US solar manufacturers sues Obama administration over tariff loophole for Chinese panels
Washington (Platts)--1Feb2013/526 pm EST/2226 GMT
A group of US solar manufacturers Friday sued the Obama administration
over a loophole in tariffs announced last year on Chinese-made solar panels
and cells, saying a deliberately included exemption in the penalties allows
some imports to continue, harming the domestic industry.
The US Department of Commerce in March imposed countervailing duties and
anti-dumping tariffs to more than 250% from 24% on solar cells and panels
made in China, charging that the Chinese government was illegally subsidizing
their manufacture under World Trade Organization rules and that Chinese
manufacturers were "dumping" them in the US at below-market prices.
However, Commerce left in a potentially big loophole in its tariffs, by
exempting Chinese modules made from cells manufactured in a third country.
The exemption will allow Chinese manufacturers to escape the penalties by
outsourcing the production of the cells, which is just one part of the
panel-making process, the Coalition for American Solar Manufacturing said.
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CASM, which had lobbied the Obama administration to impose the tariffs,
is asking the US Court of International Trade to close the loophole.
"With our cases, the US government went a long way in investigating and
attempting to halt the anti-competitive and destructive impacts of China's
illegal trade practices on America's domestic solar industry," Gordon
Brinser, president of Oregon-based SolarWorld Industries America, which led
the formation of CASM, said in a statement. "Now we are looking to finish the
job. American jobs depend on it."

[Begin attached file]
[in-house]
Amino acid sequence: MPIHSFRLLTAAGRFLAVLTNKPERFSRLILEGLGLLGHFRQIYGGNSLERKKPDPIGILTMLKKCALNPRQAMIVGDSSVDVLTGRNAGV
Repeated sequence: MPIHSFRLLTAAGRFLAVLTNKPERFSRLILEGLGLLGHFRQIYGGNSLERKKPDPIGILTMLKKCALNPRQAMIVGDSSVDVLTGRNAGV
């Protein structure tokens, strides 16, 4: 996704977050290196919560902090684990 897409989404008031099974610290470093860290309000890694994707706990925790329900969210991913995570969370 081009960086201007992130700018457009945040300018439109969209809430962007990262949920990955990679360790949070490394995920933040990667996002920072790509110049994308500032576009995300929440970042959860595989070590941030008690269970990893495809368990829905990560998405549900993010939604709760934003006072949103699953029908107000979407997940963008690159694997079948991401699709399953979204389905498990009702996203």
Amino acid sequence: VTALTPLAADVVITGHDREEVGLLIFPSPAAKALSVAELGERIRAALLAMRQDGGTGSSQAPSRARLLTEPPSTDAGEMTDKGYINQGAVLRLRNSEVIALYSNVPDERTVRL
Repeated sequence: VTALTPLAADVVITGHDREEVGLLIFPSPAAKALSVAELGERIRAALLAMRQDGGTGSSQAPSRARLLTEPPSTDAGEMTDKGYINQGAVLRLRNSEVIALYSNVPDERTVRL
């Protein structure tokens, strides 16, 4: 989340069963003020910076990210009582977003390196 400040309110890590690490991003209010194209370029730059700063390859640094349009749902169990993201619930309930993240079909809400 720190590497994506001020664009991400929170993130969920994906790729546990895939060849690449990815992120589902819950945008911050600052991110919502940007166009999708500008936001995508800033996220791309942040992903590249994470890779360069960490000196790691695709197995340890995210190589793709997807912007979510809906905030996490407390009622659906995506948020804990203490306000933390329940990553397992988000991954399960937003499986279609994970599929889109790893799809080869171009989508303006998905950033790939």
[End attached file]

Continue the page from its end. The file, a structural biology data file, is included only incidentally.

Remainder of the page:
The tariffs and duties were prompted by a complaint filed last year by
CASM, which alleged that China's national and local governments have provided
more than $40 billion in illegal annual subsidies to Chinese solar cell and
panel manufacturers, including cash grants, loan guarantees, lower-cost
inputs, discounted export insurance and other aid.
CASM also accused Chinese manufacturers of "dumping" their products in
the US to illegally gain market share.
CASM, in its lawsuit, said its original complaint to Commerce covered
both cells and panels manufactured in China and that the agency should have
covered both in its tariffs.
"Chinese producers can grow silicon crystal, slice that crystal into
solar wafers, outsource conversion of those wafers into cells to Taiwan or
elsewhere, then bring them back for assembly into panels for export to the US
market without facing any measure to offset the anti-competitive effects of
China's illegal subsidies and US pricing," CASM said.
A Commerce Department spokesman referred questions to the Department of
Justice, where a spokesman could not immediately be reached for comment.
CASM is also appealing Commerce's decision not to investigate Chinese
subsidies on aluminum extrusions and rolled glass, as well as its imposing of
separate, lower duty rates for several Chinese panel makers, including Trina
Solar, Hanwha SolarOne, Chint Solar and JA Solar.
CASM said those companies should not have qualified for lower rates
because they failed to provide sufficient evidence that they are not owned or
controlled by the Chinese government.
--Herman Wang, email@example.com
--Edited by Richard Rubin, firstname.lastname@example.org